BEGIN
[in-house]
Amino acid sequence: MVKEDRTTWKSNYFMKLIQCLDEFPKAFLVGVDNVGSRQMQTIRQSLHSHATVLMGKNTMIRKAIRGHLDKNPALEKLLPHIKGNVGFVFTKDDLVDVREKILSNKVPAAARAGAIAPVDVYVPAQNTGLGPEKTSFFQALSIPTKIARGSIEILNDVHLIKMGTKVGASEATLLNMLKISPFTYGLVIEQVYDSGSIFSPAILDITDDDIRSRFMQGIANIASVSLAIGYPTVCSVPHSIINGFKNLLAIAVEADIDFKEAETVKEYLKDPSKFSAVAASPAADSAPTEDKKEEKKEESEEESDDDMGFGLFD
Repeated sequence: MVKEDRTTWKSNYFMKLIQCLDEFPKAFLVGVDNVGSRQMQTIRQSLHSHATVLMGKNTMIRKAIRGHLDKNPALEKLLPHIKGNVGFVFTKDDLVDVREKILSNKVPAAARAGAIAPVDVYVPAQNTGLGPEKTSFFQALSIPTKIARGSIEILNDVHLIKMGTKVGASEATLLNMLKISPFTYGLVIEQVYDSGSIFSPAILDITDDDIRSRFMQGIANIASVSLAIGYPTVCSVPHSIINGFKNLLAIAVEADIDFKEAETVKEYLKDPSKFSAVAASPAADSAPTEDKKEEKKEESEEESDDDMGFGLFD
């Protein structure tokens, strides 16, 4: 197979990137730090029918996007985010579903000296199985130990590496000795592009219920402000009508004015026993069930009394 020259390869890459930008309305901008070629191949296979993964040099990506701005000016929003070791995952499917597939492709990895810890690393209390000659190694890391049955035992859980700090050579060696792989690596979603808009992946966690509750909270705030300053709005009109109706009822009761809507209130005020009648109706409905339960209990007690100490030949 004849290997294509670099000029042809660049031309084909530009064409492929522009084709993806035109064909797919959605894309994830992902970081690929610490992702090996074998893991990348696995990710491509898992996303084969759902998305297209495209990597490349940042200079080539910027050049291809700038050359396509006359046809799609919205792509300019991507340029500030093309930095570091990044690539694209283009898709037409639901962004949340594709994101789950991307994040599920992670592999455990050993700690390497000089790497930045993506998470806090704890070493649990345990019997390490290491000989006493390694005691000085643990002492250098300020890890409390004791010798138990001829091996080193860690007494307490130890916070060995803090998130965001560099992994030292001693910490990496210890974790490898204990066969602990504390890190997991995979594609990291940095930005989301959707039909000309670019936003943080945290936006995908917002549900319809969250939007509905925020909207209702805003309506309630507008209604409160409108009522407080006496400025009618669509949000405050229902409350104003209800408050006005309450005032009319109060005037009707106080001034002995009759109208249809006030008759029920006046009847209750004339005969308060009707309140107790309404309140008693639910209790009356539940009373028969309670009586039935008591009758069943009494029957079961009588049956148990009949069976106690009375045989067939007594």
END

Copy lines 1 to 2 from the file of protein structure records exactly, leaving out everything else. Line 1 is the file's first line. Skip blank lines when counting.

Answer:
[in-house]
Amino acid sequence: MVKEDRTTWKSNYFMKLIQCLDEFPKAFLVGVDNVGSRQMQTIRQSLHSHATVLMGKNTMIRKAIRGHLDKNPALEKLLPHIKGNVGFVFTKDDLVDVREKILSNKVPAAARAGAIAPVDVYVPAQNTGLGPEKTSFFQALSIPTKIARGSIEILNDVHLIKMGTKVGASEATLLNMLKISPFTYGLVIEQVYDSGSIFSPAILDITDDDIRSRFMQGIANIASVSLAIGYPTVCSVPHSIINGFKNLLAIAVEADIDFKEAETVKEYLKDPSKFSAVAASPAADSAPTEDKKEEKKEESEEESDDDMGFGLFD